Mr Sayed-Khaiyum later told Fiji media that the committee members were not suitably qualified and that the investigation should be carried out by police.
He also insisted he had acted within his rights in advising the committee.
But the University of Auckland's Bill Hodge says Mr Sayed-Khaiyum overstepped the boundaries set out by the original British bill of rights of 1689, which governs the separation of powers in democracies and parliaments all around the world.
"The attorney general is actually part of the executive and the original privileges for parliament were designed to prevent the executive from interfering. That is exactly why we have these privileges to keep the attorney general out of it."
Dr Hodge also says the speaker of parliament despite being the head of the house has no power over committees, and only a motion by the whole house can limit or terminate standing committee functions. Source: Radio New Zealand International
The Leader calls on the Attorney General to resign as he has subverted (again) the role and powers of the Speaker of Parliament and parliamentary democracy by ordering the Chairman of the Parliamentary Standing Committee on Foreign Affairs and Defence to stop looking into allegations of torture raised by lawyer Aman Ravindra Singh in the foreign media.
The Committee was meeting for the 2nd day today in Parliament following a letter from Committee Member and Opposition Parliamentarian Honourable Roko Tupou Draunidalo.
Committee Chairman Honourable Colonel Netani Rika decided to bring the meeting to an abrupt end before midday today. He told the Members that the Attorney General had called him to stop the meeting saying the Committee did not have parliamentary authority or approval to meet and furthermore that Aman RavindraSingh had not filed a complaint with police regarding the torture allegations.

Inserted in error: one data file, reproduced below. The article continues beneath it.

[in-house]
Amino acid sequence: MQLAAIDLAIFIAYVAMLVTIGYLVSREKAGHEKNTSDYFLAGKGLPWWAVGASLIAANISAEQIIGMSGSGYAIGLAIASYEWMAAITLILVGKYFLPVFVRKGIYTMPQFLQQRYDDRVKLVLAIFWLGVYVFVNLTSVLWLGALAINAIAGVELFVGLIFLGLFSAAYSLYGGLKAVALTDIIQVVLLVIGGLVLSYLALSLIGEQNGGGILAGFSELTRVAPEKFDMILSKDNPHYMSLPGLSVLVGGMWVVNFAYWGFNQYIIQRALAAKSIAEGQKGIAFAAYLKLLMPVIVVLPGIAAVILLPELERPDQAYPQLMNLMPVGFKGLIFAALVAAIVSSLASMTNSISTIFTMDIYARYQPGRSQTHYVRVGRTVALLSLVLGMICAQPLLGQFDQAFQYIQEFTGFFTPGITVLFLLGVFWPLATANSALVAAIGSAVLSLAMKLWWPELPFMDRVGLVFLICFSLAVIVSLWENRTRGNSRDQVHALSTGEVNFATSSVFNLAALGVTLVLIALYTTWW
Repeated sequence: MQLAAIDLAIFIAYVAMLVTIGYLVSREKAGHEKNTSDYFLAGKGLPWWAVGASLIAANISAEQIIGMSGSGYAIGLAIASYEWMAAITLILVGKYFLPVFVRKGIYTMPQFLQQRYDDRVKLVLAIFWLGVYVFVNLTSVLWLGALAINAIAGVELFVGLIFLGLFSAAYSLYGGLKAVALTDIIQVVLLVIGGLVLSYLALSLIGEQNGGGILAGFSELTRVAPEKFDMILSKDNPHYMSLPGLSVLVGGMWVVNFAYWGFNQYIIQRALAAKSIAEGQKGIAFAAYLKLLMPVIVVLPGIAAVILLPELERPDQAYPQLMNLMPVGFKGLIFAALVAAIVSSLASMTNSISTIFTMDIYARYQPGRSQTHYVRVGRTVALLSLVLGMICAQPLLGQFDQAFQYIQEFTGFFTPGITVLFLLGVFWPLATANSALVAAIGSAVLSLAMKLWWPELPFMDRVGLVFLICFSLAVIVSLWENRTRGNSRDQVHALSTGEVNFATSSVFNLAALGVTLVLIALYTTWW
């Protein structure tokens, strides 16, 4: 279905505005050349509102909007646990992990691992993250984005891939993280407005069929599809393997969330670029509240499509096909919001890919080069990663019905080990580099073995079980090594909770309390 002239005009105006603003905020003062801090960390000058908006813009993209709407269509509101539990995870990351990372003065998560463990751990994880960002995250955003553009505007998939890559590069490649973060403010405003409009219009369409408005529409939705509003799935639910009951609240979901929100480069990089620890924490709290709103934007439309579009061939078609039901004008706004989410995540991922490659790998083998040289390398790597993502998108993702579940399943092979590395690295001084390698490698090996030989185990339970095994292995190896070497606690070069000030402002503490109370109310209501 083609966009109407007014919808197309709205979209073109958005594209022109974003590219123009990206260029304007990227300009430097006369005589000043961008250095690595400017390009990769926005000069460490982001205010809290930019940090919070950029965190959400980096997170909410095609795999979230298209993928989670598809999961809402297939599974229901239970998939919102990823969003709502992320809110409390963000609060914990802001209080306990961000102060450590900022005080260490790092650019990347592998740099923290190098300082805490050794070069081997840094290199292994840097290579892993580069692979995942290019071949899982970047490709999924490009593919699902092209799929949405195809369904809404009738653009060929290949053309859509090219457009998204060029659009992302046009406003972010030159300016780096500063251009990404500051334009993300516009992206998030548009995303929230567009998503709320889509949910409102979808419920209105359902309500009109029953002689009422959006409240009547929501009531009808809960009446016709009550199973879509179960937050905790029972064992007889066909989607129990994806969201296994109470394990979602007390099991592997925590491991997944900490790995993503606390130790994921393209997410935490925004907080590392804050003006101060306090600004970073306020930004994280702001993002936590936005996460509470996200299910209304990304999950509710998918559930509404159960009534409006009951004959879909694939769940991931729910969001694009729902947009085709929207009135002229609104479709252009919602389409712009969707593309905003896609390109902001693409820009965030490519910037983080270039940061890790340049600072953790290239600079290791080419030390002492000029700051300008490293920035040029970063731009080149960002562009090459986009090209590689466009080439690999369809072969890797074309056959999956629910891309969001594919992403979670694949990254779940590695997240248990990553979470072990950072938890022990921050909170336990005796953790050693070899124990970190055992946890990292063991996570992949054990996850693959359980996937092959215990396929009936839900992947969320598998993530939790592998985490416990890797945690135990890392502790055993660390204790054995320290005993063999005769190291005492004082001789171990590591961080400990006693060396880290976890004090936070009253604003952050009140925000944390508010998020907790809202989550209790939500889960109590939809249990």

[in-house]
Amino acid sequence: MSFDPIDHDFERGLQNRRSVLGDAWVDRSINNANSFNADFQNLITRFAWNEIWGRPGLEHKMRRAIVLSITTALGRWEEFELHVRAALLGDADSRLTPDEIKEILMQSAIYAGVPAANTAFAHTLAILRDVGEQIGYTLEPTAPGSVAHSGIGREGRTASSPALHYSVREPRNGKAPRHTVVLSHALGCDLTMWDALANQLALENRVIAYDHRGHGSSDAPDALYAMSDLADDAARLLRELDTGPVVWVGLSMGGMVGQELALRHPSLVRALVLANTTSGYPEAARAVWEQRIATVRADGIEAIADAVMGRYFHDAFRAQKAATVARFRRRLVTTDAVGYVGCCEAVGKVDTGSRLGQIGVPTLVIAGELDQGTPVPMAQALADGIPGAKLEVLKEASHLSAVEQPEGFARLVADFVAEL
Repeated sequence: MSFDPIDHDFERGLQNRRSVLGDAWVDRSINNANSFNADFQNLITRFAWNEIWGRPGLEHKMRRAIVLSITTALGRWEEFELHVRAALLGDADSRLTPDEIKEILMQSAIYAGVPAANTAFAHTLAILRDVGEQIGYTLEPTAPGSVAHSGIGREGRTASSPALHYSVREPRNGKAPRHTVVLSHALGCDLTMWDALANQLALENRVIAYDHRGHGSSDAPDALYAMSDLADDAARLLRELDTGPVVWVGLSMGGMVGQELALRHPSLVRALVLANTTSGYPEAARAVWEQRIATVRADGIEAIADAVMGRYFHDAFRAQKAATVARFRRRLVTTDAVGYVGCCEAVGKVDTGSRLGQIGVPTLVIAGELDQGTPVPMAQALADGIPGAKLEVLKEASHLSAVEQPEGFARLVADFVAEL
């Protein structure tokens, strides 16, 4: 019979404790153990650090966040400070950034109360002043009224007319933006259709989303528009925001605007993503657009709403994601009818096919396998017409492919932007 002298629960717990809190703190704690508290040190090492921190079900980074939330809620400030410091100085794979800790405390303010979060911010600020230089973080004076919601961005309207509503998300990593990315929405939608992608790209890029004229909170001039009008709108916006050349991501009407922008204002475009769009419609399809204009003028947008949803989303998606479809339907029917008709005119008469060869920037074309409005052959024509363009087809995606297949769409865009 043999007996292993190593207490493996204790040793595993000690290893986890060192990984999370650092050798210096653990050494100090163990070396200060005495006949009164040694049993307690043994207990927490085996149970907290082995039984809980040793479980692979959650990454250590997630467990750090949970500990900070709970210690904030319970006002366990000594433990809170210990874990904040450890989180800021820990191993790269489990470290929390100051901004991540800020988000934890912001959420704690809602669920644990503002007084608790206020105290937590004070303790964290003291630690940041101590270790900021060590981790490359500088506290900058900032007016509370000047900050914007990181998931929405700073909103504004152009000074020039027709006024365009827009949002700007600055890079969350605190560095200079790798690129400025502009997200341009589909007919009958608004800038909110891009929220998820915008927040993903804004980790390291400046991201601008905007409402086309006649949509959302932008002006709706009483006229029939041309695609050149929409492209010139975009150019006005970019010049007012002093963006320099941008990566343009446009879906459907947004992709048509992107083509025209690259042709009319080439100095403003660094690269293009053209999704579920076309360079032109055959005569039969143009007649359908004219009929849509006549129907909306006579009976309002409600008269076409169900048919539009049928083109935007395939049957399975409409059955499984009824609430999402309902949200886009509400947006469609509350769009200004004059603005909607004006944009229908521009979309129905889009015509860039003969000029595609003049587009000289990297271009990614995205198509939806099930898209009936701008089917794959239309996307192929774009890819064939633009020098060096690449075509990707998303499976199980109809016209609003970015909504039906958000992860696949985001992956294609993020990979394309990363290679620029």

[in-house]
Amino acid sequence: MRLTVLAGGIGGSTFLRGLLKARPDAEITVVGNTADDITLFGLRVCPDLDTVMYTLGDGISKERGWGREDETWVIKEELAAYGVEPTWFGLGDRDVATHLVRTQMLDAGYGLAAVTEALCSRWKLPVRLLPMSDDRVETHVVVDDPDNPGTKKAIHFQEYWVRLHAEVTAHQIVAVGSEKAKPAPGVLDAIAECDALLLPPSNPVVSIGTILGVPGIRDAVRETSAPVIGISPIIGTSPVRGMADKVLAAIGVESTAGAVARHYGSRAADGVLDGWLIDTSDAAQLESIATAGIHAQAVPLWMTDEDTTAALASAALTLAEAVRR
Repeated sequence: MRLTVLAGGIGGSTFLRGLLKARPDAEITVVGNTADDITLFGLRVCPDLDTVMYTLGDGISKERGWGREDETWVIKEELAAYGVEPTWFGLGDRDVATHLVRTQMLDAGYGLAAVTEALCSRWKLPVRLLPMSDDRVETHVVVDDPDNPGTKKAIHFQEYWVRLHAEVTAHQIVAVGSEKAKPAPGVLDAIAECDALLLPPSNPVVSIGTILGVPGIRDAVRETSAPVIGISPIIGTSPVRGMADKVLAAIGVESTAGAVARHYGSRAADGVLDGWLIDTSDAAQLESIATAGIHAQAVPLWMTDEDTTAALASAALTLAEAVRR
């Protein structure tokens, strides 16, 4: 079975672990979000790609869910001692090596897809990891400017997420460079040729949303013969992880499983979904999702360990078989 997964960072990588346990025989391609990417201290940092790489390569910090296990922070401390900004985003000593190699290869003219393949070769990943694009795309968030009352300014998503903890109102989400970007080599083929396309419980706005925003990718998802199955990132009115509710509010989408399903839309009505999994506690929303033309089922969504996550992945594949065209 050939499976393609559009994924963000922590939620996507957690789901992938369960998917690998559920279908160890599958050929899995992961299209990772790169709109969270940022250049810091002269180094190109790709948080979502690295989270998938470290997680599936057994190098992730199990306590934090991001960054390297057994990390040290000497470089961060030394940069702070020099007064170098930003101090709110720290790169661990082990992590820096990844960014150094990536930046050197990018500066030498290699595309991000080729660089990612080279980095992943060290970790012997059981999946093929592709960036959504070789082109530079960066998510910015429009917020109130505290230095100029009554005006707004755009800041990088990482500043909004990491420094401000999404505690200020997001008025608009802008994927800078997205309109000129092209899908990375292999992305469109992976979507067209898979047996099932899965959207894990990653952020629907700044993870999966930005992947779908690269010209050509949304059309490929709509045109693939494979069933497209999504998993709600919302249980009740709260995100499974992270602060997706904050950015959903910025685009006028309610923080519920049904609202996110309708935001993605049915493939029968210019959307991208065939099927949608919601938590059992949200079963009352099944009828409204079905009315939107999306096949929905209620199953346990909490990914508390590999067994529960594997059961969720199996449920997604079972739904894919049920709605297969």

Both Opposition Members on the Committee Hon. Draunidalo and Hon Ratu Isoa Tikoca opposed this premature termination of the meeting informing Colonel Rika that the meeting was taking place under the authority of the Speaker who is the overall and sole authority of Parliament - not the Attorney General or any other Member of the Executive which is the Government.
The bipartisan committee adjourned their meeting and the Opposition Members asked the Chairman for clarification and direction from the Speaker and Secretary General to parliament.
Through his interference, the Attorney General has again, undermined the neutrality and independence of the Office of the Speaker to make decisions independently based on the sole premise of upholding parliamentary democracy.
If anything, the Attorney General should have (like any other member of the public), appeared before the Committee and made his submissions. This would have been the lawful and logical step.
This is a extremely dangerous action. Already at the beginning of this year, the Attorney General wrote to the Secretary-General of Parliament directing her to change the parliamentary office funding and resourcing formula. This matter could not be raised in Parliament after the Speaker ruled the contents of the letter were confidential in accordance with 44(12) of the Standing Orders.
And now the AG has gone a step further and through the Fiji First Committee Chairman stopped proceedings of a parliamentary committee mandated by the Speaker to meet - to look into serious allegations (torture of citizens and taxpayers).
This action by the Attorney General must be seen as a further step towards erosion of any semblance of parliamentary democracy in the New Year.
The Hon. Ratu Isoa has already tendered in parliament evidence of corruption against the Attorney General. That he has interfered with the judiciary, FICAC, PAC and now a parliamentary committee.
The Leader of the Opposition calls on the Attorney General to tender his resignation.